Senior Care Pharmacy Coalition (SCPC) Lauds Elimination of 14-Day Pre-Packaging Guideline, Proceeding with Additional Analysis of LTC Pharmacy Issues
Washington, DC – Following an initial analysis, the Senior Care Pharmacy Coalition (SCPC) today praised the Food and Drug Administration’s (FDA’s) final regulatory guidance regarding the “Repackaging of Certain Human Drug Products by Pharmacies and Outsourcing Facilities.” In its final guidance, the FDA eliminated a proposed limitation on pre-packaging — which would have put patients at risk and add significant compliance costs to long term care (LTC) pharmacies.
The agency also recognized the unique services LTC pharmacies provide — as well as legal and regulatory requirements that Medicare, Medicaid and state licensure provisions impose on LTC pharmacies — by exercising its enforcement discretion to allow LTC pharmacies to continue current practices regarding emergency kits and remote dispensing in LTC settings, pending further FDA review.
“The Agency heard our concerns about the unintended consequences of its original draft and agreed to exercise enforcement discretion to permit needed medication packaging and emergency kit practices to continue,” said Alan G. Rosenbloom, President and CEO of the SCPC. “Specifically, we appreciate the FDA’s decision to eliminate the proposed 14-day pre-packaging requirement in the original draft guidance, and the FDA’s recognition that additional work must be done to assure that LTC patients have timely access to needed medications. We also appreciate the bipartisan congressional support to help inform FDA officials about these pertinent issues.”
Continued Rosenbloom: “The FDA’s action represents a strong start for the LTC pharmacy sector in 2017, and more broadly recognizes LTC pharmacies’ unique value in the U.S. health care continuum — which is a central objective of SCPC itself. While we clearly have more work to do in seeking a clear and complete exemption of LTC pharmacies from other federal drug repackaging requirements, the FDA obviously has recognized the conflicts between Medicare, FDA and state laws.”
The SCPC leader said the diligent and timely work of SCPC members was integral to the outcome of the FDA’s final guidance. Rosenbloom noted members’ direct intervention with FDA and CMS — combined with extensive Congressional interest in the potential conflict of laws as a result of SCPC’s advocacy — helped resolve a real threat to patient safety. “The bottom line is that SCPC, as the lead organization representing LTC pharmacies on the issue both in Congress and before the Agency, played a key role in helping shape the eventual outcome of this crucial final guidance.”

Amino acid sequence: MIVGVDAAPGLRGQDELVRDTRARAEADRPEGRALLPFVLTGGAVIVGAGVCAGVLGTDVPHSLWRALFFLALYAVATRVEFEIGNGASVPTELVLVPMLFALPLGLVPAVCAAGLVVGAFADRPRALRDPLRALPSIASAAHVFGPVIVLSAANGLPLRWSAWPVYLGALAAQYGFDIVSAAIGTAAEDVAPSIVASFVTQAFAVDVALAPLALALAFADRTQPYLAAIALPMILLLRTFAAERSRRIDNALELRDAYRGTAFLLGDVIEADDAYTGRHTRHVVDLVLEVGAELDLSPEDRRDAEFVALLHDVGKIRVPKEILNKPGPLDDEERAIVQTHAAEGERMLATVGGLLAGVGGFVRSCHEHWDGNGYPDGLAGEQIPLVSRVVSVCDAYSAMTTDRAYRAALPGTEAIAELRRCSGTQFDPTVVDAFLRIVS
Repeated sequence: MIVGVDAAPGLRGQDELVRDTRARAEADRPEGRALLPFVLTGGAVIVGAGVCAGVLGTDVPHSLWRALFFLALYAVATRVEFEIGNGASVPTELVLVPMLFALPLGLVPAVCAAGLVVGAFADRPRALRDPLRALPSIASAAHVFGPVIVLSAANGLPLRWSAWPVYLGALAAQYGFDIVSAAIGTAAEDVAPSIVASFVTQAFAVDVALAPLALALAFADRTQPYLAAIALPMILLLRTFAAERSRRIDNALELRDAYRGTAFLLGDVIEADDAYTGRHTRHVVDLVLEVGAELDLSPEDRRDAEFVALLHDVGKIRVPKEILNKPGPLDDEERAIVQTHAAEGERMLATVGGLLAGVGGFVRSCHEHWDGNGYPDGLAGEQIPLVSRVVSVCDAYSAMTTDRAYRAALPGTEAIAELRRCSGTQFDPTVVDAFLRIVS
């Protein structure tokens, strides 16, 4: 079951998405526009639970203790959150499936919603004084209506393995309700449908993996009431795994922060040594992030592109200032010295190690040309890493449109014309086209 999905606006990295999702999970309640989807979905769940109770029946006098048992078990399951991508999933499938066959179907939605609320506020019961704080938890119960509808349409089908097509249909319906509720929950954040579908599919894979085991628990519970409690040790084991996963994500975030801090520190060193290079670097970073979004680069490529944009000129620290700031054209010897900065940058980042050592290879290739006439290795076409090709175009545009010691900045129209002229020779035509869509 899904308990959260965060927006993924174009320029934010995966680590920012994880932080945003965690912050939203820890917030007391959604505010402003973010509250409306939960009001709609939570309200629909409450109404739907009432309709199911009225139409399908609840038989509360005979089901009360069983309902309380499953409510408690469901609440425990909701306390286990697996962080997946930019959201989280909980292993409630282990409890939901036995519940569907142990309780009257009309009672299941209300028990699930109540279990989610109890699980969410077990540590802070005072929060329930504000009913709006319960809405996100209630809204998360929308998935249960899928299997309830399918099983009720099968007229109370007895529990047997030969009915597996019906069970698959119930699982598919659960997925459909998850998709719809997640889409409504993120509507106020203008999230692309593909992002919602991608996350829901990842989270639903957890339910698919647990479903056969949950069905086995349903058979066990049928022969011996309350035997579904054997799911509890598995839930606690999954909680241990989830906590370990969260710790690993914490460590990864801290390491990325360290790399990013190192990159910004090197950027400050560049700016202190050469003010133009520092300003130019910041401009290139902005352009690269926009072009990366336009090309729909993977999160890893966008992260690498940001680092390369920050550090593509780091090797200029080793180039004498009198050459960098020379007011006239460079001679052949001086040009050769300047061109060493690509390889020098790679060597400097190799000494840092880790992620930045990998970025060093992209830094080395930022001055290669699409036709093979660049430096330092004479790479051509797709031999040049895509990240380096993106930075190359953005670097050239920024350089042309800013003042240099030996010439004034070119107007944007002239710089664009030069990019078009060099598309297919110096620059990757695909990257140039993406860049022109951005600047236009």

According to SCPC’s initial analysis, the following is the result of the FDA’s final guidance on three key LTCP issues:
Emergency Kits — The draft guidance limited prescription drugs from leaving “the place where they were repackaged” without a patient-specific prescription or chart order. SCPC informed the FDA that this would prevent LTCPs from providing emergency kits to LTC facilities, contrary to federal Medicare and Medicaid laws and regulations. In the final guidance, the FDA maintains this limitation, but notes the Agency will not enforce this provision against pharmacies that supply non-sterile medications to LTC facilities. The FDA continues to evaluate the issue, including a potential updated guidance document pertaining specifically to LTCPs.
The FDA’s enforcement discretion concerns only non-sterile products contained in e-kits. However, the final guidance does not consider allowing separate individual single doses of sterile products from manufacturer-packaged containers without opening individual containers/blisters to be dispensing. Consequently, LTC pharmacies that do not prepare and package sterile products for inclusion in e-kits may continue current practices pending FDA’s further evaluation.
Remote Dispensing — The draft guidance would have prevented LTC pharmacies from using remote dispensing technology, which reduces medication errors and lowers drug costs over time. As with e-kits, the final guidance continues to permit such dispensing so long as the remote dispensing equipment does not contain sterile products that were repackaged at the LTC pharmacy pending the FDA’s further consideration of LTC issues.
Pre-Packaging Limits — The draft guidance limited pre-packaging to 14 days. The final guidance eliminates this provision entirely, such that a LTC pharmacy may repackage medications so long as the products do not leave the pharmacy without a patient-specific prescription or chart order.
Rosenbloom said SCPC will continue to analyze the FDA Final Guidance, and comment further on additional findings when warranted.
The SCPC is the national association for independent LTC pharmacies. Our member pharmacies provide care and services to patients in LTC facilities in across the country occupying approximately 675,000 beds across the country. Visit us at www.seniorcarepharmacies.org to learn more.